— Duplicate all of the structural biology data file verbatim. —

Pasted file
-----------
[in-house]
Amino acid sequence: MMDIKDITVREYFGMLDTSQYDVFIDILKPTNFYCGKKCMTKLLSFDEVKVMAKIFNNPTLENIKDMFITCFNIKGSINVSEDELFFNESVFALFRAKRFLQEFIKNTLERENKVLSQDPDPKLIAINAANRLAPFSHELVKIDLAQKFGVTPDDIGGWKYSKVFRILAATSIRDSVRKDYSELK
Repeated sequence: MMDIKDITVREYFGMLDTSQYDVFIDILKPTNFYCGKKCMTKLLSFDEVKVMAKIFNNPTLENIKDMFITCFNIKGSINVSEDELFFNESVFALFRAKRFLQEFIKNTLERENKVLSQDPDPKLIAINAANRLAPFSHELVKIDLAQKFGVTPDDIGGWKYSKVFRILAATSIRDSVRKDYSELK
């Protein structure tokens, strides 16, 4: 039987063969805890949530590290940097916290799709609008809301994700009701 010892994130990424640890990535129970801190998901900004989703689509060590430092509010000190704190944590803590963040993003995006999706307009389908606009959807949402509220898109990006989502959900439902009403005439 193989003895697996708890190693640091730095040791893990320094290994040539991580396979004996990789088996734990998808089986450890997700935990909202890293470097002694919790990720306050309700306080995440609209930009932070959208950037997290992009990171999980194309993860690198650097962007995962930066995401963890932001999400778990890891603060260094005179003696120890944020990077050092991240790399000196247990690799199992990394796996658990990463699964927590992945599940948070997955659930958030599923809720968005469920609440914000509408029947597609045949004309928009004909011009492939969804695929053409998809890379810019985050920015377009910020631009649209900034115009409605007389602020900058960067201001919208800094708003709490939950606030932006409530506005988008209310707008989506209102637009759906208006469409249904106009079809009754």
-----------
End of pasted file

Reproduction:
[in-house]
Amino acid sequence: MMDIKDITVREYFGMLDTSQYDVFIDILKPTNFYCGKKCMTKLLSFDEVKVMAKIFNNPTLENIKDMFITCFNIKGSINVSEDELFFNESVFALFRAKRFLQEFIKNTLERENKVLSQDPDPKLIAINAANRLAPFSHELVKIDLAQKFGVTPDDIGGWKYSKVFRILAATSIRDSVRKDYSELK
Repeated sequence: MMDIKDITVREYFGMLDTSQYDVFIDILKPTNFYCGKKCMTKLLSFDEVKVMAKIFNNPTLENIKDMFITCFNIKGSINVSEDELFFNESVFALFRAKRFLQEFIKNTLERENKVLSQDPDPKLIAINAANRLAPFSHELVKIDLAQKFGVTPDDIGGWKYSKVFRILAATSIRDSVRKDYSELK
């Protein structure tokens, strides 16, 4: 039987063969805890949530590290940097916290799709609008809301994700009701 010892994130990424640890990535129970801190998901900004989703689509060590430092509010000190704190944590803590963040993003995006999706307009389908606009959807949402509220898109990006989502959900439902009403005439 193989003895697996708890190693640091730095040791893990320094290994040539991580396979004996990789088996734990998808089986450890997700935990909202890293470097002694919790990720306050309700306080995440609209930009932070959208950037997290992009990171999980194309993860690198650097962007995962930066995401963890932001999400778990890891603060260094005179003696120890944020990077050092991240790399000196247990690799199992990394796996658990990463699964927590992945599940948070997955659930958030599923809720968005469920609440914000509408029947597609045949004309928009004909011009492939969804695929053409998809890379810019985050920015377009910020631009649209900034115009409605007389602020900058960067201001919208800094708003709490939950606030932006409530506005988008209310707008989506209102637009759906208006469409249904106009079809009754």